With 2019 coming to a close, NPPC held a media briefing this week to highlight 2019 progress and to outline priorities for the new year. “Without a doubt, U.S. pork producers are operating in a significantly improved environment than the one we faced at this time last year. We head into 2020 with some momentum thanks to successes on many fronts,” NPPC President David Herring told more than 30 reporters during the teleconference on Wednesday. Among top NPPC successes this year were leading the charge to resolve the North American metal dispute, prompting the removal of Mexico’s 20 percent punitive tariffs on U.S. pork, urging the U.S. and Japan to reach an early-harvest trade deal covering pork and other farm products, getting oversight of cell cultured protein at USDA, and urging the introduction of legislation to increase the number of agriculture inspectors at the ports, while also securing a USDA grant to gain a better understanding of African swine fever through research in Vietnam, an ASF-positive country. During the conference call, Herring joined NPPC staff in outlining 2020 priorities, such as gaining unrestricted market access in China and establishing regulatory oversight of gene-edited livestock with the USDA. A summary of 2019 progress and 2020 priorities can be viewed here.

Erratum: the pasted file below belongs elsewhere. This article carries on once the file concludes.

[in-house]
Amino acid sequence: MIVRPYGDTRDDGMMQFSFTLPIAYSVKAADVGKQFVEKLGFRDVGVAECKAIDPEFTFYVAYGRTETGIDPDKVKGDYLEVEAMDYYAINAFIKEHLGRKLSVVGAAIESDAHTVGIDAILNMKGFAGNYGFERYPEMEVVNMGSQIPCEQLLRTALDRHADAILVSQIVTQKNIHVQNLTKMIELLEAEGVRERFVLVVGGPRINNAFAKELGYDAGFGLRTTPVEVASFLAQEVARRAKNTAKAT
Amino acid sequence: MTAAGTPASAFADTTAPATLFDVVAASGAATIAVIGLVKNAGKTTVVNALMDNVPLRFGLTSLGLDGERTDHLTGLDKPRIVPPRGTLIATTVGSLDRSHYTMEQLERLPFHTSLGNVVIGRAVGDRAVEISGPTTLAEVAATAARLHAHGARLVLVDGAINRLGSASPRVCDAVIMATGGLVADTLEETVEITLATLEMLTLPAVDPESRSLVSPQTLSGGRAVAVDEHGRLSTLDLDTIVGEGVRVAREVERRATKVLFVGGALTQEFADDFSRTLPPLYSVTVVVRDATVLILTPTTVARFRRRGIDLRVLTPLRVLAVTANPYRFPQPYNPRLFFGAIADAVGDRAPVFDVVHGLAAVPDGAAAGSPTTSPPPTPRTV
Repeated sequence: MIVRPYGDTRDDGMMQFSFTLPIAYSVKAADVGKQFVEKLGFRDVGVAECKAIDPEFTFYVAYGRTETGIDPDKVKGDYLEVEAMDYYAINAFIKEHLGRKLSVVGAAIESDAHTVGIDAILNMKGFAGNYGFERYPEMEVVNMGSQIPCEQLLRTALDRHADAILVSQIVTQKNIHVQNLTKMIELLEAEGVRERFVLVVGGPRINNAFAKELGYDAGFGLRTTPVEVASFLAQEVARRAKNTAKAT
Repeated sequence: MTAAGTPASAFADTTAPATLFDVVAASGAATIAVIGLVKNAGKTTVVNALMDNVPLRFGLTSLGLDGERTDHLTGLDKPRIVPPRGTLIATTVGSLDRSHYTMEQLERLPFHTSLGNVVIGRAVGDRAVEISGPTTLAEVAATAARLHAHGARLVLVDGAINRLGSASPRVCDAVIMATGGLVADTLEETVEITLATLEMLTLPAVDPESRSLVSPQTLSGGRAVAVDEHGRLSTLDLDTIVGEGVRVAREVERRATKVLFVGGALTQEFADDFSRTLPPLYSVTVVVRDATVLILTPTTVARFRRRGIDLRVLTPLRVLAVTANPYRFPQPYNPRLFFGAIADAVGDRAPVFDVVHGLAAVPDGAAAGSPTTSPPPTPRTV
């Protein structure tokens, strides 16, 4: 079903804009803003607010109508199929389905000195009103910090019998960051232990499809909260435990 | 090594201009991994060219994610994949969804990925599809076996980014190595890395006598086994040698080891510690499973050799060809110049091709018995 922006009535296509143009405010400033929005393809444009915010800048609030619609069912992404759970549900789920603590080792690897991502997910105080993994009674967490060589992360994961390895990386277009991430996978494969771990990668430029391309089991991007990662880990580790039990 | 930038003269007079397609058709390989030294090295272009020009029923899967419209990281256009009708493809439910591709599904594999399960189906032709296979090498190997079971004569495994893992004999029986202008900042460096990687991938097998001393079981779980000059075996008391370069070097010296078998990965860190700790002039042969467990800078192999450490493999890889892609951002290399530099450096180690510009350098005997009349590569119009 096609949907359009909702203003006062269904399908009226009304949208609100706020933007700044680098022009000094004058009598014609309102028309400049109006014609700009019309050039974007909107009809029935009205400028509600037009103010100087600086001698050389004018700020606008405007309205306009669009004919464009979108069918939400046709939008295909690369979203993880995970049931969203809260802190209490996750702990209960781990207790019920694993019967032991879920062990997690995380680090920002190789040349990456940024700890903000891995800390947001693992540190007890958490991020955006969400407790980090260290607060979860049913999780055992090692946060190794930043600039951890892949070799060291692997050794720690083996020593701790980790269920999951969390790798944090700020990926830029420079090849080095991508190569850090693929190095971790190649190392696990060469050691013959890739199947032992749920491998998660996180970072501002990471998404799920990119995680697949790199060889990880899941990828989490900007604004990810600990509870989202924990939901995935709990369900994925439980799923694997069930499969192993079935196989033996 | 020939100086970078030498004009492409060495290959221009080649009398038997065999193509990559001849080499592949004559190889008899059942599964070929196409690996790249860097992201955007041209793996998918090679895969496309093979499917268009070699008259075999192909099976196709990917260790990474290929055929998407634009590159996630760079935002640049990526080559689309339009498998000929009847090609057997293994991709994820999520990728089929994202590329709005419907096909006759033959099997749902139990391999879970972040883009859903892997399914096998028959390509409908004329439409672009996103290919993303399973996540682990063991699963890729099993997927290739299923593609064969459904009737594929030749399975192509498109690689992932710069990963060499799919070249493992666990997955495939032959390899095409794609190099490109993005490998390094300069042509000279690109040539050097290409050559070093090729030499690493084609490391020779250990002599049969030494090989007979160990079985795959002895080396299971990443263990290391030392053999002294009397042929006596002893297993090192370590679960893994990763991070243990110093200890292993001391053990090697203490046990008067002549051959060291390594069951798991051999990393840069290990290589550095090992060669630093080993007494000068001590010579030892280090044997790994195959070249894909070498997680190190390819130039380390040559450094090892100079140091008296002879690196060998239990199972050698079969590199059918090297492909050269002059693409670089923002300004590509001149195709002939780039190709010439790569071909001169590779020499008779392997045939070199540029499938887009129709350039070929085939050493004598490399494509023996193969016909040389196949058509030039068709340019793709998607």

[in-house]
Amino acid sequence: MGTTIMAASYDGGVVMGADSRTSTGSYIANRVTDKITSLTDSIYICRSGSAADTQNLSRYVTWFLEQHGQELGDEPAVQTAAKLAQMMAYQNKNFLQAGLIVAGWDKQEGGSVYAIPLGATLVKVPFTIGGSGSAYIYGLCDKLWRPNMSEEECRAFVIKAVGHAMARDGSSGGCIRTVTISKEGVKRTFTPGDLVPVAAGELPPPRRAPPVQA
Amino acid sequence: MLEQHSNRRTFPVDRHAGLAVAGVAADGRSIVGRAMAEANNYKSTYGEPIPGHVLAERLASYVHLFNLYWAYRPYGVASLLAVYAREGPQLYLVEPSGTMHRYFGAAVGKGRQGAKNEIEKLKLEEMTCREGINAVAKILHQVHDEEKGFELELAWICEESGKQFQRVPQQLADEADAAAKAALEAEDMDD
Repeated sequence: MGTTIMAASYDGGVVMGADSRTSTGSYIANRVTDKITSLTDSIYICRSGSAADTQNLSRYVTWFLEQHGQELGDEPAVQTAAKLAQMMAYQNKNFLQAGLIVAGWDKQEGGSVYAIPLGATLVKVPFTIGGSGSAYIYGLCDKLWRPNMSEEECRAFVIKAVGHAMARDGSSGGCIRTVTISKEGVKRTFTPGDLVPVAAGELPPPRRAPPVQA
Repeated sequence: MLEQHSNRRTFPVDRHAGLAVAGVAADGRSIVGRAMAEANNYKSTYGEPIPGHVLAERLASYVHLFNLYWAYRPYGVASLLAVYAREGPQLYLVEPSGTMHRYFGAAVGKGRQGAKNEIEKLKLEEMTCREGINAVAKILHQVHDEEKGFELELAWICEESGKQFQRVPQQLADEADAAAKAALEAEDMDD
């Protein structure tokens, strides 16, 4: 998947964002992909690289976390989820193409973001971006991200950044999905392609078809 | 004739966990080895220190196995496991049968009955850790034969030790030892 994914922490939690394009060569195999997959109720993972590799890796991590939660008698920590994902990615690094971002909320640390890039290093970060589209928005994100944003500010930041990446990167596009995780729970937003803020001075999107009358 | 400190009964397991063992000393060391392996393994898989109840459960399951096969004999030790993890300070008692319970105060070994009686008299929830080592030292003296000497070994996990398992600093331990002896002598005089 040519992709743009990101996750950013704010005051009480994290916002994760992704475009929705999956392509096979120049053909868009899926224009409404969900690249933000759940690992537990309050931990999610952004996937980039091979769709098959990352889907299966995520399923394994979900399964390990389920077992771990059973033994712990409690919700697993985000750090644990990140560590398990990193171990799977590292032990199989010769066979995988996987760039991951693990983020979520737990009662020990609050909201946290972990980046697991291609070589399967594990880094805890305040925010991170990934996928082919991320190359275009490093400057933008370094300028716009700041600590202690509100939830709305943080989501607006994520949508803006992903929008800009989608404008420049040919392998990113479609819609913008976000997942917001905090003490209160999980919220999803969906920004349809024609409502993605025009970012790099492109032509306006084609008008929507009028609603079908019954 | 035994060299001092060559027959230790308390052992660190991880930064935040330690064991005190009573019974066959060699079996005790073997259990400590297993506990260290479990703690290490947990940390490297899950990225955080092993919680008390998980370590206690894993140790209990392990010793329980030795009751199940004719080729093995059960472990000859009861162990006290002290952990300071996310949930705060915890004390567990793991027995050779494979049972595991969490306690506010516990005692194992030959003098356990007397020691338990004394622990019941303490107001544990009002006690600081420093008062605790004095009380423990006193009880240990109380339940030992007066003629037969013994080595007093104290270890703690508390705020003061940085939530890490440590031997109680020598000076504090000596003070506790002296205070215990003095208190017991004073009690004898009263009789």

This week, Congress approved a $1.4 trillion spending package that prevents a government shutdown and funds the federal government through Sept. 30, 2020. As part of the funding, an additional $19.6 million was provided for more agricultural inspectors at land, air and sea ports to prevent African swine fever (ASF) and other foreign animal diseases (FAD) from entering the United States. This funding, included in the fiscal year 2020 Department of Homeland Security appropriations bill, is a top priority for NPPC. “For more than a year, NPPC has advocated for an increase in the number of agricultural inspectors at our borders,” said NPPC President David Herring, a pork producer from Lillington, N.C. “We applaud the House, especially Reps. Vela, Thompson, Peterson, Axne, Carbajal, Gonzalez, Costa, Rouzer and Fortenberry, for approving an essential provision to reduce the risk of ASF and other FADs and to protect the rural economy from a devastating outbreak. We also thank the USDA and Customs and Border Protection for all they have done to strengthen U.S. biosecurity.” Read NPPC’s full release here.